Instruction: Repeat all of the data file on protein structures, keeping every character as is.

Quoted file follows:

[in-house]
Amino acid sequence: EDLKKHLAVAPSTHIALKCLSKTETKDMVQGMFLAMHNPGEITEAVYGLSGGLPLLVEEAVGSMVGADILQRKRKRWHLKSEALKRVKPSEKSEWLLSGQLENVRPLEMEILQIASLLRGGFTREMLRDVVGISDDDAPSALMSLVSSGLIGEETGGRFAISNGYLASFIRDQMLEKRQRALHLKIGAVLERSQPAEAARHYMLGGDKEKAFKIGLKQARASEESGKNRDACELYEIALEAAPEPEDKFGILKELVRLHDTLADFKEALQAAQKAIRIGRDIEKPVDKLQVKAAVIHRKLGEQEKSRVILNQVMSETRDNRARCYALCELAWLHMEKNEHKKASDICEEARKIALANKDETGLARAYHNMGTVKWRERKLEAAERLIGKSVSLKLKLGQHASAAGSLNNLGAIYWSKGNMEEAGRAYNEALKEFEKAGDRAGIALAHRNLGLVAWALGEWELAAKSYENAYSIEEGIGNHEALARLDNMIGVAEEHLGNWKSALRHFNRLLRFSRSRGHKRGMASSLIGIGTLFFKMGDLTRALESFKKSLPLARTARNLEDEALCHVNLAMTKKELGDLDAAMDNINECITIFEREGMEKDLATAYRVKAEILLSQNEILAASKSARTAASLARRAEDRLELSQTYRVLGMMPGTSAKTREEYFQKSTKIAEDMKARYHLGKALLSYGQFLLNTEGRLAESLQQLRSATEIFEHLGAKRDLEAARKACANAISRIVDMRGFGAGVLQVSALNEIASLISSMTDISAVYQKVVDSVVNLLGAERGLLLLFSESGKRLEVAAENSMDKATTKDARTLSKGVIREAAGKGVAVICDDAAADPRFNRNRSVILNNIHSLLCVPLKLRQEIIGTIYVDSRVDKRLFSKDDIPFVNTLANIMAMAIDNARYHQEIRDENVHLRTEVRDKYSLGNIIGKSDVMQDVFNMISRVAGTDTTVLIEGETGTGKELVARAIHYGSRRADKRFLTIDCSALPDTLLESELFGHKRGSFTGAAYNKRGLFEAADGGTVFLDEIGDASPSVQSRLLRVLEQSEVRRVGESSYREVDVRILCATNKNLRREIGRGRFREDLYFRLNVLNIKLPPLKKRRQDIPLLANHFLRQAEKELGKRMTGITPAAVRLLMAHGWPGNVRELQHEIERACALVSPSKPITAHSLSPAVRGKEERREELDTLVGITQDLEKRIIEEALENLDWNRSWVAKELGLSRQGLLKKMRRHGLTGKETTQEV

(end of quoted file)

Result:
[in-house]
Amino acid sequence: EDLKKHLAVAPSTHIALKCLSKTETKDMVQGMFLAMHNPGEITEAVYGLSGGLPLLVEEAVGSMVGADILQRKRKRWHLKSEALKRVKPSEKSEWLLSGQLENVRPLEMEILQIASLLRGGFTREMLRDVVGISDDDAPSALMSLVSSGLIGEETGGRFAISNGYLASFIRDQMLEKRQRALHLKIGAVLERSQPAEAARHYMLGGDKEKAFKIGLKQARASEESGKNRDACELYEIALEAAPEPEDKFGILKELVRLHDTLADFKEALQAAQKAIRIGRDIEKPVDKLQVKAAVIHRKLGEQEKSRVILNQVMSETRDNRARCYALCELAWLHMEKNEHKKASDICEEARKIALANKDETGLARAYHNMGTVKWRERKLEAAERLIGKSVSLKLKLGQHASAAGSLNNLGAIYWSKGNMEEAGRAYNEALKEFEKAGDRAGIALAHRNLGLVAWALGEWELAAKSYENAYSIEEGIGNHEALARLDNMIGVAEEHLGNWKSALRHFNRLLRFSRSRGHKRGMASSLIGIGTLFFKMGDLTRALESFKKSLPLARTARNLEDEALCHVNLAMTKKELGDLDAAMDNINECITIFEREGMEKDLATAYRVKAEILLSQNEILAASKSARTAASLARRAEDRLELSQTYRVLGMMPGTSAKTREEYFQKSTKIAEDMKARYHLGKALLSYGQFLLNTEGRLAESLQQLRSATEIFEHLGAKRDLEAARKACANAISRIVDMRGFGAGVLQVSALNEIASLISSMTDISAVYQKVVDSVVNLLGAERGLLLLFSESGKRLEVAAENSMDKATTKDARTLSKGVIREAAGKGVAVICDDAAADPRFNRNRSVILNNIHSLLCVPLKLRQEIIGTIYVDSRVDKRLFSKDDIPFVNTLANIMAMAIDNARYHQEIRDENVHLRTEVRDKYSLGNIIGKSDVMQDVFNMISRVAGTDTTVLIEGETGTGKELVARAIHYGSRRADKRFLTIDCSALPDTLLESELFGHKRGSFTGAAYNKRGLFEAADGGTVFLDEIGDASPSVQSRLLRVLEQSEVRRVGESSYREVDVRILCATNKNLRREIGRGRFREDLYFRLNVLNIKLPPLKKRRQDIPLLANHFLRQAEKELGKRMTGITPAAVRLLMAHGWPGNVRELQHEIERACALVSPSKPITAHSLSPAVRGKEERREELDTLVGITQDLEKRIIEEALENLDWNRSWVAKELGLSRQGLLKKMRRHGLTGKETTQEV